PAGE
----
It seems that the Cowboys are in the spotlight lately, especially with that Ezekiel Elliott thing. That isn’t changing this time either, and we have for you yesterday’s highlights of the Cowboys story broadcasted on Dan Patrick show on NBC Sports. Dan wasn’t alone though, he had company, and it was from Tim Cowlishaw, sports columnist for SportsDayDFW.com and The Dallas Morning News, author of Drunk on Sports and panelist on ESPN’s “Around the Horn.”
Dan asked some questions that were rather interesting, and Tim gave straight answers to all of them. Here are some highlights from the conversation:
Will the Cowboys make the playoffs?
We are sorry to burst fans bubble on this one but as it turns out Tim thinks that there is a slim chance that the Cowboys will make it to the playoffs. Here is his opinion: “I would say right now, no. I think they have a chance… but you’ve got to get to 10-6.” According to him, they have tough competition, and they will have to give everything they have. Tim made an observation saying “You can’t sneak in at 9-7. You look at Carolina at 7-3 and Seattle at 6-3, although Seattle’s beat to hell. Then you’ve got some good 5-4 teams, and you know about the Lions and their easy schedule, so you’ve got to get to 10-6, and this team is 5-5 after Sunday night.” In percentages, Tim gives them “30 percent, maybe 25 percent chance they make it.”
Thoughts on Tyron Smith not playing Sunday against Philadelphia?
You all read our last post that had this question in it right? Well, here is what Cowlishaw thinks it will happen: “They thought he might, but he didn’t make the team. Sean Lee also didn’t. Obviously Zeke didn’t play. Watching that game on Sunday (against Atlanta), Tyron Smith went from maybe five or six on everybody’s list right to No.1. Six sacks, and it’s not like six sacks from JJ Watt or Khalil Mack. It’s a guy who had two sacks in the first eight games, and was a fairly inexpensive free-agent signing in the offseason. So yeah, they’ve got to have him. That was a disaster.” Smith was missed against Falcons, and against Eagles too. He is still in doubt to play vs. Chargers.
After this came the all popular question that seems to draw a little more attention than the Elliott suspension. Dan asked “What is the local reaction to Jerry Jones fighting against the league, Roger Goodell, and fighting for Ezekiel Elliott?”
Tim gave pretty much a straight answer, and it states “I think people are on his side in terms of is there some way to take down the evil Goodell? Go get ’em, Jerry. That sort of attitude. Beyond that, I don’t think there’s really much of an understanding because he hasn’t said anything publicly about what he’s doing or why he’s doing it. There’s a lot of guesswork involved.” He also added “Clearly this is some type of reaction to what happened with Zeke, and he tries to pretend it’s not. I mean, it is. Let’s just establish that it is. My thought is Jerry’s right about the contract. Why pay the guy $49 million that you’ve negotiated against?”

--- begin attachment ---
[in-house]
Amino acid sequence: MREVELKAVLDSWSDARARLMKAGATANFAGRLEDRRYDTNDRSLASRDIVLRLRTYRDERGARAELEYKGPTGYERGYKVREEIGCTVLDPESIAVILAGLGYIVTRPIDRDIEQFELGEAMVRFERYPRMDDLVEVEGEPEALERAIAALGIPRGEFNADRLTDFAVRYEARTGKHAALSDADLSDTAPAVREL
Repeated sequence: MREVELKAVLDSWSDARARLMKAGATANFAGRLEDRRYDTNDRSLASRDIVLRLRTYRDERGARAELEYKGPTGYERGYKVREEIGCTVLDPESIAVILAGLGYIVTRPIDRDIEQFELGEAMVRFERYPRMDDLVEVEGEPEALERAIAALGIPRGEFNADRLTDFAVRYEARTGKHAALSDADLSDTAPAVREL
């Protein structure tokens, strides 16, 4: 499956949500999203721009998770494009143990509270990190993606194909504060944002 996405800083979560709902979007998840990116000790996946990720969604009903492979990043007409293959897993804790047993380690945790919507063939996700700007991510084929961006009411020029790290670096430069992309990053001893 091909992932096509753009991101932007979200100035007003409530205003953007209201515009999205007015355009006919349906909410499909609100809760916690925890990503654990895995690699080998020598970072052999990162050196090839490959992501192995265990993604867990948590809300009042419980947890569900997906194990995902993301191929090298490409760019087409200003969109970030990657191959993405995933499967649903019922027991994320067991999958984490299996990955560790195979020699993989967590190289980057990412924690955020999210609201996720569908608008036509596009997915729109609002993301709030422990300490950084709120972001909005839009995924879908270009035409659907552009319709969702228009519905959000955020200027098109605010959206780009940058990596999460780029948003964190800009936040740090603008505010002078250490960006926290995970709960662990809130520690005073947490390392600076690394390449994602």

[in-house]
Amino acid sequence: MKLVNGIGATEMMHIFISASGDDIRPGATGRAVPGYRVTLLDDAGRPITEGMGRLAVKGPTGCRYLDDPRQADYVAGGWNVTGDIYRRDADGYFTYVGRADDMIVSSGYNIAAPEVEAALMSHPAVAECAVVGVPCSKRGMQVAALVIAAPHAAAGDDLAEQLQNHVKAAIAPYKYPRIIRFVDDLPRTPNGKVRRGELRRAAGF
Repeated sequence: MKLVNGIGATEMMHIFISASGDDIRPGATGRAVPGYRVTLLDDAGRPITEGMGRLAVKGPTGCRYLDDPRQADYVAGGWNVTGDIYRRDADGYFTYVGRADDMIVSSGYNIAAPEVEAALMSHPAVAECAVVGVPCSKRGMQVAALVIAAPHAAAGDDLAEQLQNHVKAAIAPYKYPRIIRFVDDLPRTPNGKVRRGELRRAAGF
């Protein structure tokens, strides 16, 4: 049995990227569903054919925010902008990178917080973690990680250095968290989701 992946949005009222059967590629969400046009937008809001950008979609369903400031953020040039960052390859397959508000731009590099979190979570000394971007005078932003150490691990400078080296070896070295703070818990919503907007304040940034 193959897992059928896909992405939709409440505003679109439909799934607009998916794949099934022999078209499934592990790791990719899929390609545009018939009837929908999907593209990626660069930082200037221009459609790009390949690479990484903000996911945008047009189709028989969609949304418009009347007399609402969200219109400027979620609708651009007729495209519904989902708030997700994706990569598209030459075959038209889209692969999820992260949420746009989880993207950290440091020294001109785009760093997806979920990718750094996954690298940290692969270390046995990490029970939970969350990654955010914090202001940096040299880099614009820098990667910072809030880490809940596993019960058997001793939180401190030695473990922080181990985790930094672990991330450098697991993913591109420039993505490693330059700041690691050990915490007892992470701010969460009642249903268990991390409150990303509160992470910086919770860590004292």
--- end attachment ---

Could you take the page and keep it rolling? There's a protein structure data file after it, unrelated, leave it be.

Since they’ve touched the Elliott topic, a natural question rose up: “Thoughts on how Elliott would have been perceived if he’d taken the suspension at the beginning of the season?”
Apparently, Tim Cowlishaw already stated this and wrote it even, and his opinion is that Elliott should have taken the suspension at the start of the season, and stopped dragging the inevitable this long. He said on the show “We had the Brady scenario, it could go into 2018. Don’t just be the running back who’s going after the league for the first two years of your career. The things they said in their release yesterday was pretty much what I said at the beginning of the season. It’s not an admission of guilt, we don’t agree with this, but for the good of the team, for the good of everybody involved we’re going to… go ahead and take this penalty.”
Tim also touched the team and the impact this suspension had on them and stated “From the team perspective, I don’t think they would’ve gone worse than 3-3 without him which is what they went with him. They would’ve had a better structure in terms of “alright, we’re not going to have our guy for six games, but then we’ll have him for the last 10.” Instead, they had this up-and-down is he going to be here? Is he not? They lost him two days before the Falcons game where they played a terrible game in Atlanta. Now you don’t have him until the stretch run until there are two games left to go. But… if he doesn’t fight it at all, does it look like an admission of guilt? And I guess if you’re in that position you feel like I’ve got to fight this for a while.”